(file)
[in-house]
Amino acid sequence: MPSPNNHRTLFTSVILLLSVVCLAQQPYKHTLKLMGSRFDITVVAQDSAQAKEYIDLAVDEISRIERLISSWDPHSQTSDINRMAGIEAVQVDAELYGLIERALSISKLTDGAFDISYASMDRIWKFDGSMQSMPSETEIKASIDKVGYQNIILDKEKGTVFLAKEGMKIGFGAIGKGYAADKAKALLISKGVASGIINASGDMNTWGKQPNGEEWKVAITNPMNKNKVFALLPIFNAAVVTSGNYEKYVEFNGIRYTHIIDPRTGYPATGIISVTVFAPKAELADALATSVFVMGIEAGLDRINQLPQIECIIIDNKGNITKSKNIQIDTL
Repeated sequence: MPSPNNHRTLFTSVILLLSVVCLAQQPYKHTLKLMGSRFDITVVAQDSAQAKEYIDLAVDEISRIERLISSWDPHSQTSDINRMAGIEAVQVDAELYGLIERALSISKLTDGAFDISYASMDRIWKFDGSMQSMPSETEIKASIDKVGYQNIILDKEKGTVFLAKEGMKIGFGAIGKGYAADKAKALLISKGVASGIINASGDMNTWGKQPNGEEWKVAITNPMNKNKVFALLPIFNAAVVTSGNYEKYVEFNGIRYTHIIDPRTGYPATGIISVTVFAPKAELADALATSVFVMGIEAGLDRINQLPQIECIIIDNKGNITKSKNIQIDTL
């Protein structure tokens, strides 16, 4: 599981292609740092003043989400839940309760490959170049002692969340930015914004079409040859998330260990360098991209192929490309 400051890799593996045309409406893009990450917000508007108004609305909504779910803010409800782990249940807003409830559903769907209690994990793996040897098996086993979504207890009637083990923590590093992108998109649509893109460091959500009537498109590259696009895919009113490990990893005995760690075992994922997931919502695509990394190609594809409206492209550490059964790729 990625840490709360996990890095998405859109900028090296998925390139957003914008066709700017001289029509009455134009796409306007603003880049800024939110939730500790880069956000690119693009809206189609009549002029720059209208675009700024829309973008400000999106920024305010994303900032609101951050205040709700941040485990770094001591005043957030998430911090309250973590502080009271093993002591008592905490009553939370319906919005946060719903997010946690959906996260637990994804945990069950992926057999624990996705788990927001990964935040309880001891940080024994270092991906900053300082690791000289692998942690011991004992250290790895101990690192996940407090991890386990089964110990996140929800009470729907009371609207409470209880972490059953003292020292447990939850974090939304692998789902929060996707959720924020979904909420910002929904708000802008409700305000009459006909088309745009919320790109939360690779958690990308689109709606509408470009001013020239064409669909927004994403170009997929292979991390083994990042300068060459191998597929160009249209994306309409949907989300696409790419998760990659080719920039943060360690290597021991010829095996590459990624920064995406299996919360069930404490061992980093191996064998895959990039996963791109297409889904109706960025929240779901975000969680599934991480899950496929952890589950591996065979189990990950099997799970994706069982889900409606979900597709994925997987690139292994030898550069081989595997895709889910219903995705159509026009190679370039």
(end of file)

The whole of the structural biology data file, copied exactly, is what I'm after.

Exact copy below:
[in-house]
Amino acid sequence: MPSPNNHRTLFTSVILLLSVVCLAQQPYKHTLKLMGSRFDITVVAQDSAQAKEYIDLAVDEISRIERLISSWDPHSQTSDINRMAGIEAVQVDAELYGLIERALSISKLTDGAFDISYASMDRIWKFDGSMQSMPSETEIKASIDKVGYQNIILDKEKGTVFLAKEGMKIGFGAIGKGYAADKAKALLISKGVASGIINASGDMNTWGKQPNGEEWKVAITNPMNKNKVFALLPIFNAAVVTSGNYEKYVEFNGIRYTHIIDPRTGYPATGIISVTVFAPKAELADALATSVFVMGIEAGLDRINQLPQIECIIIDNKGNITKSKNIQIDTL
Repeated sequence: MPSPNNHRTLFTSVILLLSVVCLAQQPYKHTLKLMGSRFDITVVAQDSAQAKEYIDLAVDEISRIERLISSWDPHSQTSDINRMAGIEAVQVDAELYGLIERALSISKLTDGAFDISYASMDRIWKFDGSMQSMPSETEIKASIDKVGYQNIILDKEKGTVFLAKEGMKIGFGAIGKGYAADKAKALLISKGVASGIINASGDMNTWGKQPNGEEWKVAITNPMNKNKVFALLPIFNAAVVTSGNYEKYVEFNGIRYTHIIDPRTGYPATGIISVTVFAPKAELADALATSVFVMGIEAGLDRINQLPQIECIIIDNKGNITKSKNIQIDTL
């Protein structure tokens, strides 16, 4: 599981292609740092003043989400839940309760490959170049002692969340930015914004079409040859998330260990360098991209192929490309 400051890799593996045309409406893009990450917000508007108004609305909504779910803010409800782990249940807003409830559903769907209690994990793996040897098996086993979504207890009637083990923590590093992108998109649509893109460091959500009537498109590259696009895919009113490990990893005995760690075992994922997931919502695509990394190609594809409206492209550490059964790729 990625840490709360996990890095998405859109900028090296998925390139957003914008066709700017001289029509009455134009796409306007603003880049800024939110939730500790880069956000690119693009809206189609009549002029720059209208675009700024829309973008400000999106920024305010994303900032609101951050205040709700941040485990770094001591005043957030998430911090309250973590502080009271093993002591008592905490009553939370319906919005946060719903997010946690959906996260637990994804945990069950992926057999624990996705788990927001990964935040309880001891940080024994270092991906900053300082690791000289692998942690011991004992250290790895101990690192996940407090991890386990089964110990996140929800009470729907009371609207409470209880972490059953003292020292447990939850974090939304692998789902929060996707959720924020979904909420910002929904708000802008409700305000009459006909088309745009919320790109939360690779958690990308689109709606509408470009001013020239064409669909927004994403170009997929292979991390083994990042300068060459191998597929160009249209994306309409949907989300696409790419998760990659080719920039943060360690290597021991010829095996590459990624920064995406299996919360069930404490061992980093191996064998895959990039996963791109297409889904109706960025929240779901975000969680599934991480899950496929952890589950591996065979189990990950099997799970994706069982889900409606979900597709994925997987690139292994030898550069081989595997895709889910219903995705159509026009190679370039």